Yeah but the P4e was the same price as the P4c so the normal person really never saw the switch. But a normal person will see the price diffrence between DDR and DDR2 and will ask questions. The thing about the P4e is that its not better or worse for the commen person and its the same price so the commen person doesn't care.

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Remember what your fighting for, Remember why you even started fighting, and Remember who you are
April 12, 2004 4:42:55 AM

Most of them went for it because it's new and new=better.
April 12, 2004 5:48:59 AM

I still think price will pay a facter if the New boards support DDR and DDR2 I admit that if Intel just has DDR2 on their boards they will still sell because new is better but if intel allows for old and new on the same board the people will go with price.

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Remember what your fighting for, Remember why you even started fighting, and Remember who you are
April 12, 2004 6:14:31 AM

One other reason I think intel will have to use just DDR2 is because of the proformance of now, they have to push it quickly through and not do a slow transision.

If they wanted to have a slow transision I personly think that the best rought would be have two diffrent proformance classes. but the point is that DDR2 isn't a proformace booster. So people are going to ask why there is two diffrent types of memory supported and which is better and what the price is. The answer is going to be "The DDR2 is new and better and its twice the price" People are going to ask why is it twice the price and they aren't just going to exept better they are going to want to know how much better. And well you know that answer to that. And would you buy DDR2 when it first came out?

I have high hopes for humanity I know :)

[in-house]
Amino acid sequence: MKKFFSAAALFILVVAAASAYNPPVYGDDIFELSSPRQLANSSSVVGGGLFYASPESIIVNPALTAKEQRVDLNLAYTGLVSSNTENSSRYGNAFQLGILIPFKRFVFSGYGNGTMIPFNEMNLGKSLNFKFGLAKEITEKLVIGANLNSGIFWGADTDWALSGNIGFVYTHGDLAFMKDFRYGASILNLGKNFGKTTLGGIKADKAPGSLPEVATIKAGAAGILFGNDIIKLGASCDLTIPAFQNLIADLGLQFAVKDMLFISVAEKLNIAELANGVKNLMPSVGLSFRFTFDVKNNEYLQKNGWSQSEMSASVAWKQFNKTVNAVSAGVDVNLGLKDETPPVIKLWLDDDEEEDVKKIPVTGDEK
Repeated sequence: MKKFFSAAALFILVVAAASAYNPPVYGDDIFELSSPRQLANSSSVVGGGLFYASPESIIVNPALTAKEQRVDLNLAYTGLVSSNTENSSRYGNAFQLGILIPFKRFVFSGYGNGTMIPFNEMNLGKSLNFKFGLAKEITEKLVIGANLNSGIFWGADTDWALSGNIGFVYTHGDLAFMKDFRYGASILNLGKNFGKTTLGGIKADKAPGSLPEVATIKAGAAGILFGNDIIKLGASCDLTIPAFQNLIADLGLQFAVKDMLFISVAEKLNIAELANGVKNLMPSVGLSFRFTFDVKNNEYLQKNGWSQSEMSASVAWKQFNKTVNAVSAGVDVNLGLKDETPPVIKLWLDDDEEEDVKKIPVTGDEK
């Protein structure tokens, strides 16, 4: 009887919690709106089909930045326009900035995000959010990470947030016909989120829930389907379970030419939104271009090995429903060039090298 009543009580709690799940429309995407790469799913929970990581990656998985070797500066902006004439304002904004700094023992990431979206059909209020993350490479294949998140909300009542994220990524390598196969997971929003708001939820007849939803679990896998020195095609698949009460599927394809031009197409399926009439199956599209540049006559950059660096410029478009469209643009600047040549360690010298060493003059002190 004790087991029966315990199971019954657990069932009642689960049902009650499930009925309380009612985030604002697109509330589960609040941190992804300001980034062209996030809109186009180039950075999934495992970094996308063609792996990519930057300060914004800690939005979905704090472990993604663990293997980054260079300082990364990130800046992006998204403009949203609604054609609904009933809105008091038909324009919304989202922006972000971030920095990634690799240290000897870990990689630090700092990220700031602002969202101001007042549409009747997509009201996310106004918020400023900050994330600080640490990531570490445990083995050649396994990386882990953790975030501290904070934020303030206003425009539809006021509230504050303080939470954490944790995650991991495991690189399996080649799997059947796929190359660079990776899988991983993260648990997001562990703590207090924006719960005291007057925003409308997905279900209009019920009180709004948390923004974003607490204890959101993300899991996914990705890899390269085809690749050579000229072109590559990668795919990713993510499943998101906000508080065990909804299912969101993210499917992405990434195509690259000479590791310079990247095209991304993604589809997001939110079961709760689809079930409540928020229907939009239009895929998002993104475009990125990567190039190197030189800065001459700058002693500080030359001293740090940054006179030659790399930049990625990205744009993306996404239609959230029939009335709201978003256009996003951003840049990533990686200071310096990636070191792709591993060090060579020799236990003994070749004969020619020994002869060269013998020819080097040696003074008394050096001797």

Basicly what Im saying is that supporting two diffent memorry types will bring up questions and questions are something this type of transision can not bring up if it wishes to get pushed though.

Speed also plays a factor Intel is going to try and make people forget about DDR as quick as possible and push DDR2 into your brain. This is also another reason it would be good for AMD to keep DDR around as it will keep it fresh in your mind and in doing this hurt intel. Well this might not really be a reason for AMD but it is a bonus in a way. Well that is if Im right.


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Remember what your fighting for, Remember why you even started fighting, and Remember who you are
April 12, 2004 8:16:00 AM

Nah! Newer is ofcourse better, but newer and more expensive is much better. Most people wont ask, because they dont want to look stupid. How long will it be till the next sucker comes alomg?
April 12, 2004 9:00:13 AM

The P4E is a different matter really; there is no need to get or design a special board for it, its the same price, its roughly the same performance, and in some rare cases its even a better deal. Also, lots of people are probably not even aware of the difference between C and E anyway, and/or get the "e" for the 1MB cache at the same price and/or get a OEM machine that comes with the P4E. P4C will be phazed out as well, leaving the E as the only (P4) choice over time.